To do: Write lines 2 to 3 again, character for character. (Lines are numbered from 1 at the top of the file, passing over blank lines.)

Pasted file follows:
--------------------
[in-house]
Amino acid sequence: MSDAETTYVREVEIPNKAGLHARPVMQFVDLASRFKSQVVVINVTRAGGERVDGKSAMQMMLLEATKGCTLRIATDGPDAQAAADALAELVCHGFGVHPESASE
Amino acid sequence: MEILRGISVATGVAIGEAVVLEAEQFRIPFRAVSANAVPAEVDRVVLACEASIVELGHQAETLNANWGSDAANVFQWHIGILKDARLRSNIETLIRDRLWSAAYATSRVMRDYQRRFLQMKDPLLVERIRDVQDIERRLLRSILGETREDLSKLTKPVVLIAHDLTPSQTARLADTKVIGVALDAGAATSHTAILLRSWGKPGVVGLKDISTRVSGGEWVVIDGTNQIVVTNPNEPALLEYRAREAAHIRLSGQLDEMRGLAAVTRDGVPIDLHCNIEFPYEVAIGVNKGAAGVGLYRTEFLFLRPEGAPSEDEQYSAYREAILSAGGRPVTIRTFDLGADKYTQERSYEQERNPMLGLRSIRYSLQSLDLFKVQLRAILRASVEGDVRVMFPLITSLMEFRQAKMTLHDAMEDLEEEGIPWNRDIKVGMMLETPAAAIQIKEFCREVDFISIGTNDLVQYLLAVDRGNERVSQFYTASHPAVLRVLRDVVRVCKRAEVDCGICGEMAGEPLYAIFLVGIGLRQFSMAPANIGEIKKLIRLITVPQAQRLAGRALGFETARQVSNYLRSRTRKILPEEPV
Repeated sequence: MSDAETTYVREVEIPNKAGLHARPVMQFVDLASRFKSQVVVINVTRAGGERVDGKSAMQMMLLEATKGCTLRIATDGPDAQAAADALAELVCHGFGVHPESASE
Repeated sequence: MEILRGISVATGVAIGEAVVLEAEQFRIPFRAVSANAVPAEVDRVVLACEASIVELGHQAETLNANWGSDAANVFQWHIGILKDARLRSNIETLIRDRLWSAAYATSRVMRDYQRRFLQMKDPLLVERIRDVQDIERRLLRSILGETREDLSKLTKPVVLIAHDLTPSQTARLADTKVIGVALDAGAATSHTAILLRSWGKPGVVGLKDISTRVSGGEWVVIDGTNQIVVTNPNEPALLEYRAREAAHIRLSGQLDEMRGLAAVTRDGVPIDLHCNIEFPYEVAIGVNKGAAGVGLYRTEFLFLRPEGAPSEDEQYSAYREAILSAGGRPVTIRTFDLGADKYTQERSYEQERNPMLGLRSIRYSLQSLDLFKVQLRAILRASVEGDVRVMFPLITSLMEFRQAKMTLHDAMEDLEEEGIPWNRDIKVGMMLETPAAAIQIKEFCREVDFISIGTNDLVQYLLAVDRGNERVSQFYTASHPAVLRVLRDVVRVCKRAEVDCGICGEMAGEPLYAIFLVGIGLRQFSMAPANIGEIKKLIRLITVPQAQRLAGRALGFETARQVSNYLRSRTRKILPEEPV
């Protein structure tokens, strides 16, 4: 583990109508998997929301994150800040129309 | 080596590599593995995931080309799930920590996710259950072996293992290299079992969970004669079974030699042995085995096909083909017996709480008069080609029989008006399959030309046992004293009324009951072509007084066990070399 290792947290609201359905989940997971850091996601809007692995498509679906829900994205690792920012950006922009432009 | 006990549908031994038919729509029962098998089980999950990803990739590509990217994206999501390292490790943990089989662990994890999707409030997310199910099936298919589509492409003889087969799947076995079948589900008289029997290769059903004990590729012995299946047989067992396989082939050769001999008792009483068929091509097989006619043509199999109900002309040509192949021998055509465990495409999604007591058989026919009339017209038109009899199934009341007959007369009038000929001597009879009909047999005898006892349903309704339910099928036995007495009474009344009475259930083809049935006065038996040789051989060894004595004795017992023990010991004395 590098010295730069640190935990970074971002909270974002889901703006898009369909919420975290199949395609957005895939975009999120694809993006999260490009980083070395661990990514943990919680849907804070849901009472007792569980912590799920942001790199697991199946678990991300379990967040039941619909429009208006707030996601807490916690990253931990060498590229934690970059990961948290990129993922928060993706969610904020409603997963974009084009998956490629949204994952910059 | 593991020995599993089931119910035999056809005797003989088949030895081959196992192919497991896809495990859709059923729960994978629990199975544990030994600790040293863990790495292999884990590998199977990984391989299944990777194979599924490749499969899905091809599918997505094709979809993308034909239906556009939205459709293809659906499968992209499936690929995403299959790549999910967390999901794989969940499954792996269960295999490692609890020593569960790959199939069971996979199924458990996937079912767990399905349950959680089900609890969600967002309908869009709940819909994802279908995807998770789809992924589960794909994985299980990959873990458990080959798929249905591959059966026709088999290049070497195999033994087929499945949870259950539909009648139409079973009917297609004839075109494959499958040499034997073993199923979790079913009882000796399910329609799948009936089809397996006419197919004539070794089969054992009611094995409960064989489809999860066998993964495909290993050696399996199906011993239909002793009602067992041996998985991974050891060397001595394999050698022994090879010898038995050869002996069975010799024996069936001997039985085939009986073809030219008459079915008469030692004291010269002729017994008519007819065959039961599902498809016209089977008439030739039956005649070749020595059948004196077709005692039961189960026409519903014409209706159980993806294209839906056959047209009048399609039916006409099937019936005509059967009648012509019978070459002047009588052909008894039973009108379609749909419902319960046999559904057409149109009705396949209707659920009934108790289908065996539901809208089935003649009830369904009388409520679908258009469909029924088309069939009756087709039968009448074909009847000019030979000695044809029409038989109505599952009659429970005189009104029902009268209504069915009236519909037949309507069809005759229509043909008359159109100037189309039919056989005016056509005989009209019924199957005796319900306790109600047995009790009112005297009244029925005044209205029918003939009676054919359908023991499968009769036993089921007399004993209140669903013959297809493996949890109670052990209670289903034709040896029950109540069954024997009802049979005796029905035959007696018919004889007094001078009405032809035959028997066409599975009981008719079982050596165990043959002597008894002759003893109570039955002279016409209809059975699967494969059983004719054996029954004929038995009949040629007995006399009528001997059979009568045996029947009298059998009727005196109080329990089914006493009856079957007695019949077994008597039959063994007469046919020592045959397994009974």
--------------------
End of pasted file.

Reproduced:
Amino acid sequence: MSDAETTYVREVEIPNKAGLHARPVMQFVDLASRFKSQVVVINVTRAGGERVDGKSAMQMMLLEATKGCTLRIATDGPDAQAAADALAELVCHGFGVHPESASE
Amino acid sequence: MEILRGISVATGVAIGEAVVLEAEQFRIPFRAVSANAVPAEVDRVVLACEASIVELGHQAETLNANWGSDAANVFQWHIGILKDARLRSNIETLIRDRLWSAAYATSRVMRDYQRRFLQMKDPLLVERIRDVQDIERRLLRSILGETREDLSKLTKPVVLIAHDLTPSQTARLADTKVIGVALDAGAATSHTAILLRSWGKPGVVGLKDISTRVSGGEWVVIDGTNQIVVTNPNEPALLEYRAREAAHIRLSGQLDEMRGLAAVTRDGVPIDLHCNIEFPYEVAIGVNKGAAGVGLYRTEFLFLRPEGAPSEDEQYSAYREAILSAGGRPVTIRTFDLGADKYTQERSYEQERNPMLGLRSIRYSLQSLDLFKVQLRAILRASVEGDVRVMFPLITSLMEFRQAKMTLHDAMEDLEEEGIPWNRDIKVGMMLETPAAAIQIKEFCREVDFISIGTNDLVQYLLAVDRGNERVSQFYTASHPAVLRVLRDVVRVCKRAEVDCGICGEMAGEPLYAIFLVGIGLRQFSMAPANIGEIKKLIRLITVPQAQRLAGRALGFETARQVSNYLRSRTRKILPEEPV